M is for Monsanto, M is for Malicious and Malevolent

Bruno, Saskatchewan:
A town where farmers make their peace with nature

Percy Schmeiser planted here,
using the purest spirits as guidance
to plant his seeds and breath
the soil that gives us all commonality and stability.

Here his seeds grew,
stretched in the sweat from decades of dirt and plight,
resting with the strength of stars that
calmed them in the daunting night.

For decades they whistled at him until
the silent slit of night;
it let him know
they appreciated all he'd done,
and if that wasn't enough
to make him smile the whole way home,
they'd bow to him as his shadow
disappeared under the bending red horizons
then posing for him
in the pictures frames of grated kitchen windows
so he could watch them play til' dawn.

There was something magical about this yellow haven:
The camaraderie.
The commitment.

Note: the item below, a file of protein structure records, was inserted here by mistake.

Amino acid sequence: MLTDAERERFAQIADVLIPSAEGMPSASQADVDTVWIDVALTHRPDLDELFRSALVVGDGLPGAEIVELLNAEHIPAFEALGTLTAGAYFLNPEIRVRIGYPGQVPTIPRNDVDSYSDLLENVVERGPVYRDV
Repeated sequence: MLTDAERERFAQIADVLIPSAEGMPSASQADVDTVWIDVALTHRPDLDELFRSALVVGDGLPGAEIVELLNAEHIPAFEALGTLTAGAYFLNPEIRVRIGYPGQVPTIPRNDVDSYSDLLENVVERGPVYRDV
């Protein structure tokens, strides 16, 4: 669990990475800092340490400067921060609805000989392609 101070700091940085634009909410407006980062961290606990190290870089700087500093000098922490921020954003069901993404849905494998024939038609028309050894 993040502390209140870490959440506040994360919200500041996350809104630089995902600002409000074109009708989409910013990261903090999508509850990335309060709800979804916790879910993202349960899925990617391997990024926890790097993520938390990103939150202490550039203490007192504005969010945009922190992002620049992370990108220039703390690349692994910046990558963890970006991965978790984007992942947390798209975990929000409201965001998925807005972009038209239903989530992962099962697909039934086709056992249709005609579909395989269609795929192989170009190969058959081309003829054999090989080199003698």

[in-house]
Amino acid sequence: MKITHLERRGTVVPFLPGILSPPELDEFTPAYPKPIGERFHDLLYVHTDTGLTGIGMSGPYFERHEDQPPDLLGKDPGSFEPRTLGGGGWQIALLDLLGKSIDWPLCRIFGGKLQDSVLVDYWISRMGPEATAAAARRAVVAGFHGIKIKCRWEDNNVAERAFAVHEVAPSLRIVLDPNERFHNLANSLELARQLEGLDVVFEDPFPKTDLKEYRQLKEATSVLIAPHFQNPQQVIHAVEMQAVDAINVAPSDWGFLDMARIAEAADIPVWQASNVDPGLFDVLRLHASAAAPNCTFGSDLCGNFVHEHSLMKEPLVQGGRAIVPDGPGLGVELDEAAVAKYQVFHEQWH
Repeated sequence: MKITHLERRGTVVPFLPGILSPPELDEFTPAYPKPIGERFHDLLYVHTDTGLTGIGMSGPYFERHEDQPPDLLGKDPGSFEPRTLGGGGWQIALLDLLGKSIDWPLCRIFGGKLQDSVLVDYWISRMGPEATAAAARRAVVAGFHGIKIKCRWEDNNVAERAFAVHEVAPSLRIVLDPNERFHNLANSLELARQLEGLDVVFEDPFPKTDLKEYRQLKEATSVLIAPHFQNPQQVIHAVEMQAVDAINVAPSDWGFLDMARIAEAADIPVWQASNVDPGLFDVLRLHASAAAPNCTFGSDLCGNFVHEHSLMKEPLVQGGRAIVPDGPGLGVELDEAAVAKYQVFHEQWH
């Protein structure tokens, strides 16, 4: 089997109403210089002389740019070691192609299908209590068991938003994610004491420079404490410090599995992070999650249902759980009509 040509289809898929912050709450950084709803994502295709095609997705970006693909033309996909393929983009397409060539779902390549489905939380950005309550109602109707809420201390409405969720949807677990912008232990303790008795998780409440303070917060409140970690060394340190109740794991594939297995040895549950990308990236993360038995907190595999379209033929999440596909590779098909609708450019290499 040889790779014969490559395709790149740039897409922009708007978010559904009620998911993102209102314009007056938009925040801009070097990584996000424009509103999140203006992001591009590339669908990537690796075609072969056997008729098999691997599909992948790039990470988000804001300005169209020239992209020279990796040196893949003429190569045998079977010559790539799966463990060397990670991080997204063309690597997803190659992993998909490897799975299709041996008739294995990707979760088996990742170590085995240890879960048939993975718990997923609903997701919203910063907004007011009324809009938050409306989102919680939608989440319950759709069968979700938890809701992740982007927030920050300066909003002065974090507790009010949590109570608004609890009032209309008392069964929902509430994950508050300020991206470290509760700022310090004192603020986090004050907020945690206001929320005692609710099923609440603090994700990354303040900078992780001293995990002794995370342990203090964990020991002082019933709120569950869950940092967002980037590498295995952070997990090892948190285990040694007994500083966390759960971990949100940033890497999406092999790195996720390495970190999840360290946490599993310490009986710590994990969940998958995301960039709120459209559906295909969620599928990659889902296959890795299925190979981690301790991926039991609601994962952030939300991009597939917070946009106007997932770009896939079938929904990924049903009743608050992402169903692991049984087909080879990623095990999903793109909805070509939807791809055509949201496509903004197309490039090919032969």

The circadian calms,
almost as golden as a Mayan throne.
The reflection like lightening in the sky;
it was connections to magnetic lines,
the spinning molten core of the earth
that encapsulated the smell of canola
in Silos packed with years of seed and sweat.

It was the drifting of Dakota winds,
chased by the soft songs of Canadian heart
that sprouted plants dripping with virgin oils bubbling in the sun,

But they no longer rest in the palm of nature,
or sing organic songs to his children,
now hiding under front porch swings;
they no longer grow with the freedom of the clouds
and the envy of the trees.


Now they've been exorcised from the purity the earth,
mutated in the arms of Monsanto and
strung out on the lines of poles mounted by dollar signs.

It's sad,
to hear the tears Percy and his family cry;

He's lost:
The strings nature of he once touched to feel others parts of the universe,
the fields he planted,
the years,
the pounds of ground cartilage,
the gallons of sweat,
the wagons wheels spinning of happiness,
He's lost it all.

He's being fought off
with a war of corporate greed.
And soon,
just like Percy,
everyone's back yard is going to begin to die,
begin to feel the whiplash
and the sniffle
from corporations who think they cut up
and own parts of nature,
uprooting all that is pure.

It's beyond homeless hope and strangled hearts;
And sadly, it's a war that has almost been won.

-Nathaniel T. Hughes, March 2007

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